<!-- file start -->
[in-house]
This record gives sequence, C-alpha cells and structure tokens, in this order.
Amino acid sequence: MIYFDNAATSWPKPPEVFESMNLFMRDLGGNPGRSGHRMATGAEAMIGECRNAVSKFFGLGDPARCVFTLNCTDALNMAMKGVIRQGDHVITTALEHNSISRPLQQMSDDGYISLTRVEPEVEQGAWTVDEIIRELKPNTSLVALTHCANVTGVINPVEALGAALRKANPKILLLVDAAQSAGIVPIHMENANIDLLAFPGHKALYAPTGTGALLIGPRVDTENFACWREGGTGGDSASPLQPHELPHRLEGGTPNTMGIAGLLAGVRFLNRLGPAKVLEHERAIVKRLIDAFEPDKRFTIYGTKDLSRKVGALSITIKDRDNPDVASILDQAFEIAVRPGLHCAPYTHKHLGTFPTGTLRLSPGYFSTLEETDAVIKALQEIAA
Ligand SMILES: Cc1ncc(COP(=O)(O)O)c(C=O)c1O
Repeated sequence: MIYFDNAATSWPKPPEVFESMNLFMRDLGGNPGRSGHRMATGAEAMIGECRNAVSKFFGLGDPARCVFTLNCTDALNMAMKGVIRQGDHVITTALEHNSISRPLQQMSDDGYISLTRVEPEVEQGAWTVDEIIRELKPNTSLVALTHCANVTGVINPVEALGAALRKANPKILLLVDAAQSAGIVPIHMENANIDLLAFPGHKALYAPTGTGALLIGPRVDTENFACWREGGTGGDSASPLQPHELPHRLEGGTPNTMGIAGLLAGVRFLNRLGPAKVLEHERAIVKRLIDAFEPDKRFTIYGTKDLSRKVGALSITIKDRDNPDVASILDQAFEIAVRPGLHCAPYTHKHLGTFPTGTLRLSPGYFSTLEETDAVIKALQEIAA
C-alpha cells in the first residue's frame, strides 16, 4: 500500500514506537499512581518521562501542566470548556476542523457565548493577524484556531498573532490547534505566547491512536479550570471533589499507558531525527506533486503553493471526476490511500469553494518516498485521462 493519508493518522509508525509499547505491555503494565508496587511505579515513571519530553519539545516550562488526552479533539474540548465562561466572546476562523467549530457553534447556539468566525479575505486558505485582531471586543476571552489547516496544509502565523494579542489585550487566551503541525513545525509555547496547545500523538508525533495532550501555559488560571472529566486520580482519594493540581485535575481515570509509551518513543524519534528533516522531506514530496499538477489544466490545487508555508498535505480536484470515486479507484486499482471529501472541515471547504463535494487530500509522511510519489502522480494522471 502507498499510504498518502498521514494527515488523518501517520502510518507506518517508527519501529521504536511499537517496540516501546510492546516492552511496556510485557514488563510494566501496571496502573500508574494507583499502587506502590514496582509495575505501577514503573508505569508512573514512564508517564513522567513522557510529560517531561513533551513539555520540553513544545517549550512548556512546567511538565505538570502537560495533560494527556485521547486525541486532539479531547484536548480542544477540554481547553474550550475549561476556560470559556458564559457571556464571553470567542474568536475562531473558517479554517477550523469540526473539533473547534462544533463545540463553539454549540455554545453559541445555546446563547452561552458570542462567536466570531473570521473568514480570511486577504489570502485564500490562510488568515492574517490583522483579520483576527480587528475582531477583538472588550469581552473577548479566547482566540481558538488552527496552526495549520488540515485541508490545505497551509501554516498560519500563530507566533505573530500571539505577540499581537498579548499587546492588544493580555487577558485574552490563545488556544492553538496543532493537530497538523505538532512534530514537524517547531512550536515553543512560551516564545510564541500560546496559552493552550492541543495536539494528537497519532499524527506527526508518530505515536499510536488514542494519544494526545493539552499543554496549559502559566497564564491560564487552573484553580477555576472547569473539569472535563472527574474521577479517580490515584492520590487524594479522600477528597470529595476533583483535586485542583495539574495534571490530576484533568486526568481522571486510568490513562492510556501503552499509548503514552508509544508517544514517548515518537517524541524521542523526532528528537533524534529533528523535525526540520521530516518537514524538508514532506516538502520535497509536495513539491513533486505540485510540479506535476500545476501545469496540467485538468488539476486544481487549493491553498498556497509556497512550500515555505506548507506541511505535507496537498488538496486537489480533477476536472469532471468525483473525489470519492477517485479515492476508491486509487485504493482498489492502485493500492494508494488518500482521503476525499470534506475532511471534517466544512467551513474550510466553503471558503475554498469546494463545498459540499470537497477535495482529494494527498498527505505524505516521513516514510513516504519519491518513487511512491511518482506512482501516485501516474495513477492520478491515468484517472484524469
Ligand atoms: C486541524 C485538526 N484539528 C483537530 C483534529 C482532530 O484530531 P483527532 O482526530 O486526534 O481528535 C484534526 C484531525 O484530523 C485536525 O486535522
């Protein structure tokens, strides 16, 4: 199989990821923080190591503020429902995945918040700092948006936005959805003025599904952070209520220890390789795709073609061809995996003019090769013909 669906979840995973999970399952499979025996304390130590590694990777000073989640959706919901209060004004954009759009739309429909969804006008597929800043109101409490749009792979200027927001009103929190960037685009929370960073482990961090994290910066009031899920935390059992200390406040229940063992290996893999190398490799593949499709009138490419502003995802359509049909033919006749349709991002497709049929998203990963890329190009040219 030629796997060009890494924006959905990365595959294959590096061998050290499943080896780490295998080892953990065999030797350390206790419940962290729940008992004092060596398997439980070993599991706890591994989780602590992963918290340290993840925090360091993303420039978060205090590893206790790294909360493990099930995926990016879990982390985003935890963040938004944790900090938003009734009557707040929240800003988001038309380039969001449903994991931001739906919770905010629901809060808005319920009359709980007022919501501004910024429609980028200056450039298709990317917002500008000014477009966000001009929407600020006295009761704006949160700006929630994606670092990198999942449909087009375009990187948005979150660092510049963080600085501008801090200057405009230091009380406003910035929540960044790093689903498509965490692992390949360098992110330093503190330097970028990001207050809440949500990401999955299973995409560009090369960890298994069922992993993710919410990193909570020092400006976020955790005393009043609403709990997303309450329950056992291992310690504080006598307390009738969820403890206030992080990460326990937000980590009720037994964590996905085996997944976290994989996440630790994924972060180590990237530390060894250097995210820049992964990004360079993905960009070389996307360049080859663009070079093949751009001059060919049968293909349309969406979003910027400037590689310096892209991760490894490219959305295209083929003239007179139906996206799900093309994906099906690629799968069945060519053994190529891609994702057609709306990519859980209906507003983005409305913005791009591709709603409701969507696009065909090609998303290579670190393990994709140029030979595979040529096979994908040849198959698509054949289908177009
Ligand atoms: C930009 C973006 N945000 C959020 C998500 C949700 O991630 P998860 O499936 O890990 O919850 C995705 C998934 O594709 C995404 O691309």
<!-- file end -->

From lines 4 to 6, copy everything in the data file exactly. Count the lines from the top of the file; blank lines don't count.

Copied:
Ligand SMILES: Cc1ncc(COP(=O)(O)O)c(C=O)c1O
Repeated sequence: MIYFDNAATSWPKPPEVFESMNLFMRDLGGNPGRSGHRMATGAEAMIGECRNAVSKFFGLGDPARCVFTLNCTDALNMAMKGVIRQGDHVITTALEHNSISRPLQQMSDDGYISLTRVEPEVEQGAWTVDEIIRELKPNTSLVALTHCANVTGVINPVEALGAALRKANPKILLLVDAAQSAGIVPIHMENANIDLLAFPGHKALYAPTGTGALLIGPRVDTENFACWREGGTGGDSASPLQPHELPHRLEGGTPNTMGIAGLLAGVRFLNRLGPAKVLEHERAIVKRLIDAFEPDKRFTIYGTKDLSRKVGALSITIKDRDNPDVASILDQAFEIAVRPGLHCAPYTHKHLGTFPTGTLRLSPGYFSTLEETDAVIKALQEIAA
C-alpha cells in the first residue's frame, strides 16, 4: 500500500514506537499512581518521562501542566470548556476542523457565548493577524484556531498573532490547534505566547491512536479550570471533589499507558531525527506533486503553493471526476490511500469553494518516498485521462 493519508493518522509508525509499547505491555503494565508496587511505579515513571519530553519539545516550562488526552479533539474540548465562561466572546476562523467549530457553534447556539468566525479575505486558505485582531471586543476571552489547516496544509502565523494579542489585550487566551503541525513545525509555547496547545500523538508525533495532550501555559488560571472529566486520580482519594493540581485535575481515570509509551518513543524519534528533516522531506514530496499538477489544466490545487508555508498535505480536484470515486479507484486499482471529501472541515471547504463535494487530500509522511510519489502522480494522471 502507498499510504498518502498521514494527515488523518501517520502510518507506518517508527519501529521504536511499537517496540516501546510492546516492552511496556510485557514488563510494566501496571496502573500508574494507583499502587506502590514496582509495575505501577514503573508505569508512573514512564508517564513522567513522557510529560517531561513533551513539555520540553513544545517549550512548556512546567511538565505538570502537560495533560494527556485521547486525541486532539479531547484536548480542544477540554481547553474550550475549561476556560470559556458564559457571556464571553470567542474568536475562531473558517479554517477550523469540526473539533473547534462544533463545540463553539454549540455554545453559541445555546446563547452561552458570542462567536466570531473570521473568514480570511486577504489570502485564500490562510488568515492574517490583522483579520483576527480587528475582531477583538472588550469581552473577548479566547482566540481558538488552527496552526495549520488540515485541508490545505497551509501554516498560519500563530507566533505573530500571539505577540499581537498579548499587546492588544493580555487577558485574552490563545488556544492553538496543532493537530497538523505538532512534530514537524517547531512550536515553543512560551516564545510564541500560546496559552493552550492541543495536539494528537497519532499524527506527526508518530505515536499510536488514542494519544494526545493539552499543554496549559502559566497564564491560564487552573484553580477555576472547569473539569472535563472527574474521577479517580490515584492520590487524594479522600477528597470529595476533583483535586485542583495539574495534571490530576484533568486526568481522571486510568490513562492510556501503552499509548503514552508509544508517544514517548515518537517524541524521542523526532528528537533524534529533528523535525526540520521530516518537514524538508514532506516538502520535497509536495513539491513533486505540485510540479506535476500545476501545469496540467485538468488539476486544481487549493491553498498556497509556497512550500515555505506548507506541511505535507496537498488538496486537489480533477476536472469532471468525483473525489470519492477517485479515492476508491486509487485504493482498489492502485493500492494508494488518500482521503476525499470534506475532511471534517466544512467551513474550510466553503471558503475554498469546494463545498459540499470537497477535495482529494494527498498527505505524505516521513516514510513516504519519491518513487511512491511518482506512482501516485501516474495513477492520478491515468484517472484524469